2013 Moulin à Vent Coeur de Terroirs Vieilles-Vignes
Completely destemmed, again 18-20 days cuvaison, all elevaged in 228 litre barrels but negligible new. December 2014 bottling. No fining.
Like the 2014, a modest reductive element. Wide, fresh, but textured – there are many sleek and fresh 13 but this will still comfort you. A fine line of fresh fruit – really you don’t find extra acidity here. Super wine.

2013 Moulin à Vent Champ de Cour
100% destemmed.
A nice fresh, almost faintly spiced black fruit. Here is more sleek and direct, less padding but there the flex of lithe muscle – more tannin, and really lots and lots of mouth-watering flavour. I’m eating, not drinking, this finish. Super!
2013 Moulin à Vent le Carquelin
A nose that seems deep and brooding to start but then I notice the freshness above and eventually and impression of pepper – the first wine with a beautiful floral line too. Fresh, as it should be, a wide and ever-changing, energetic palate of many flavours. A little base of tannin, and a fabulous, bright, intense lightning bolt of fresh flavour in the mid-palate. Super, really super.
2013 Moulin à Vent Le Clos
Again, like the 14 a super dense colour. The nicest nose yet – wide, faintly floral, just a suggestion of freshness. Big, complex wine, really brilliant energy, lots of texture from the base of tannin, but there’s not much dryness. Another wine that with its spicy interplay with the tannin that makes me think of Vosne. The longest finishing too. €35 is a lot in the modern vernacular of BJ, but this is worth every penny (sorry euro-cent!)

“In 2012 we harvested about the 10-15 September harvest – so seemingly classic timing for the vintage.”

2012 Moulin à Vent le Carquelin
Maybe a little shorter cuvaison, perhaps 15 days – ‘not the same concentration in the grapes.’ Elevage in 228 litre barrels.
A deep note, below that is dark, faintly macerating fruit – above, almost like a completely separate layer is a bright floral perfume. Ooh – that’s sweet/acid tasty – the fruit is actually rather dark but the balance, texture and overall stance is very attractive – indeed! I surprise myself with the level of enjoyment because of the style of fruit which isn’t my favourite, but this holds together really well as a really tasty package!

2012 Moulin à Vent Le Clos
Here the nose is less forward, but it is also nicer fruit, very fine and with an integrated floral aspect. Fresh, crunchy fruit, less roasting if still a hint in that direction, but completely with another level of textural and flavour sophistication. Great finish too. Here’s a 12 that I would drink any day. Yum!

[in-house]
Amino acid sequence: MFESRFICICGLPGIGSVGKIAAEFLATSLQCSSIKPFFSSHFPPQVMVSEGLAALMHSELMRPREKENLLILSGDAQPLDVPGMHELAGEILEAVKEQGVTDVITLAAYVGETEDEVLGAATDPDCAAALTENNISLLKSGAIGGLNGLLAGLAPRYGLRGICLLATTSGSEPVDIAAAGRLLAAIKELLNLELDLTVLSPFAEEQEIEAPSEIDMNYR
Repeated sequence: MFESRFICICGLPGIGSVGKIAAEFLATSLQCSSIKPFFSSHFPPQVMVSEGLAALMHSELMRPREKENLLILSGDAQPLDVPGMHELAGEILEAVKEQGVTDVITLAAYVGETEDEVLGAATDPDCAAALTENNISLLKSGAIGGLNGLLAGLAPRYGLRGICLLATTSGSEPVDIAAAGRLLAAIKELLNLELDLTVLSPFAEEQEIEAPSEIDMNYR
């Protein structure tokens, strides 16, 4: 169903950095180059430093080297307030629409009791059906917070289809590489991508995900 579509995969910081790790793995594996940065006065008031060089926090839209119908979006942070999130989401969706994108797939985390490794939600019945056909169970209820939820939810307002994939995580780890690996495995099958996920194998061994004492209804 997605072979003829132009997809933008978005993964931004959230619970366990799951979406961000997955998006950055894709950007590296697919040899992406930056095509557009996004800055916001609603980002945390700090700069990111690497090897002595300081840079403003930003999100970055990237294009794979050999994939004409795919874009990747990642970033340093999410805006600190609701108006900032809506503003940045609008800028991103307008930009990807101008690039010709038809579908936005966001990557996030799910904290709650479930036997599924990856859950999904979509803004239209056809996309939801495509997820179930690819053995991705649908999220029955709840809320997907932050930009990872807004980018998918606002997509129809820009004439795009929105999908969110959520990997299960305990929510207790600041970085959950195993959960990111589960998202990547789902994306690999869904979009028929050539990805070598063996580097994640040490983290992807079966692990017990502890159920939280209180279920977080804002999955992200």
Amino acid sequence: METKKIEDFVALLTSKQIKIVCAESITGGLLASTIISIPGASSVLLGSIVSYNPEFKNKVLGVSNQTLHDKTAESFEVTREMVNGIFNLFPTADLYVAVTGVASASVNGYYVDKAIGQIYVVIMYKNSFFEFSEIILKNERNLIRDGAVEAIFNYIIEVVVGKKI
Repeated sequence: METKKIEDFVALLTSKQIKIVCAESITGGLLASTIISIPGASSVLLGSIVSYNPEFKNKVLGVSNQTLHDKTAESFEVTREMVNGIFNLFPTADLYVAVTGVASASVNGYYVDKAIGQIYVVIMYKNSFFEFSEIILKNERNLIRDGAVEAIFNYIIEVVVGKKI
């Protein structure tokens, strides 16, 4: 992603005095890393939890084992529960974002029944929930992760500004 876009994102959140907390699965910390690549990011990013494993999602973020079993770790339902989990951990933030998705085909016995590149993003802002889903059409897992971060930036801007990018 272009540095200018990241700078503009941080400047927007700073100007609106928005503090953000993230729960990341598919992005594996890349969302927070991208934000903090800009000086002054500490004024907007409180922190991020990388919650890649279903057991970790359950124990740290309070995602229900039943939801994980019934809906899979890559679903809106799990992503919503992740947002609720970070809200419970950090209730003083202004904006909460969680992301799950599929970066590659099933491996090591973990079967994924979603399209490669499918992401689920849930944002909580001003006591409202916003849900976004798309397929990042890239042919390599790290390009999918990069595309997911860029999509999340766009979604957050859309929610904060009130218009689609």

“2011 was just an incredible vintage, super balance, quite early ripening so a late August harvest – fortunately not too ripe – you really you couldn’t choose better analytical numbers despite 40-42 hl/ha yields – close to double that of the 2015s. It’s fair to compare this vintage in Beaujolais to the 2005s in the Cote d’Or.”

2011 Moulin à Vent Champ de Cour
Massive colour. The nose is big and almost tending to volatile. Massive, but no fat or anything extraneous – massive potential. If I was drinking today, maybe I’d prefer a little more energy – but I’m not, and I wouldn’t be at home either. Wait! Wow finish! And with flowers too…

2011 Moulin à Vent le Carquelin
Also a the colour of pitch (I only joke a little!) I much prefer the nose here – unplumbable depth but with more than enough floral references above to keep me happy. An extra freshness, no less concentration, perhaps a better line. Great wine, no question. Bravo!
2011 Moulin à Vent Le Clos
Here is a freshness of minerality and an inky depth of fresh dark fruit – an abyss of depth… There is a panorama of width on the palate, seemingly less interesting than the Carquelin, until,you chew a little – the flavours worm from your gums and teeth, fabulously complex. A wine that asks questions of you – and I love that. Brilliant. Drink the Carquelin today – but only if your cellar is really that empty…

Agree? Disagree? Anything you'd like to add?